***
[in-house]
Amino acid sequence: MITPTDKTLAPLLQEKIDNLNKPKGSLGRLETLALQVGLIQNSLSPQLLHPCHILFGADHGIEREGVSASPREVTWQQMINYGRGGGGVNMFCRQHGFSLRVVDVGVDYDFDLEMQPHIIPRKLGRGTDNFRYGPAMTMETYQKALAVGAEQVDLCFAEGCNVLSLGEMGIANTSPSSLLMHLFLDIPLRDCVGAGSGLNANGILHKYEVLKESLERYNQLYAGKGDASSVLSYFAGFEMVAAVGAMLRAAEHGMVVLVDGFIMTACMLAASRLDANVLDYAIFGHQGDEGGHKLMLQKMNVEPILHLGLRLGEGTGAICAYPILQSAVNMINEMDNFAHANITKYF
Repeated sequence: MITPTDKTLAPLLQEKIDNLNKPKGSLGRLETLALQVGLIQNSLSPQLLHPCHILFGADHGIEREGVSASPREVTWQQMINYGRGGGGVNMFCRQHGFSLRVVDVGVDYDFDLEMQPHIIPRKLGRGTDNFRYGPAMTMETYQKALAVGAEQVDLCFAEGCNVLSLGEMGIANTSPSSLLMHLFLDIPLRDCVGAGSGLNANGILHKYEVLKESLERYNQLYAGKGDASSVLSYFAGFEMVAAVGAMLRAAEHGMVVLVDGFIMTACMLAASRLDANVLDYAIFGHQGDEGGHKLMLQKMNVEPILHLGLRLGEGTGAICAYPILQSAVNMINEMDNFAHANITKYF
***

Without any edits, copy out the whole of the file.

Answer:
[in-house]
Amino acid sequence: MITPTDKTLAPLLQEKIDNLNKPKGSLGRLETLALQVGLIQNSLSPQLLHPCHILFGADHGIEREGVSASPREVTWQQMINYGRGGGGVNMFCRQHGFSLRVVDVGVDYDFDLEMQPHIIPRKLGRGTDNFRYGPAMTMETYQKALAVGAEQVDLCFAEGCNVLSLGEMGIANTSPSSLLMHLFLDIPLRDCVGAGSGLNANGILHKYEVLKESLERYNQLYAGKGDASSVLSYFAGFEMVAAVGAMLRAAEHGMVVLVDGFIMTACMLAASRLDANVLDYAIFGHQGDEGGHKLMLQKMNVEPILHLGLRLGEGTGAICAYPILQSAVNMINEMDNFAHANITKYF
Repeated sequence: MITPTDKTLAPLLQEKIDNLNKPKGSLGRLETLALQVGLIQNSLSPQLLHPCHILFGADHGIEREGVSASPREVTWQQMINYGRGGGGVNMFCRQHGFSLRVVDVGVDYDFDLEMQPHIIPRKLGRGTDNFRYGPAMTMETYQKALAVGAEQVDLCFAEGCNVLSLGEMGIANTSPSSLLMHLFLDIPLRDCVGAGSGLNANGILHKYEVLKESLERYNQLYAGKGDASSVLSYFAGFEMVAAVGAMLRAAEHGMVVLVDGFIMTACMLAASRLDANVLDYAIFGHQGDEGGHKLMLQKMNVEPILHLGLRLGEGTGAICAYPILQSAVNMINEMDNFAHANITKYF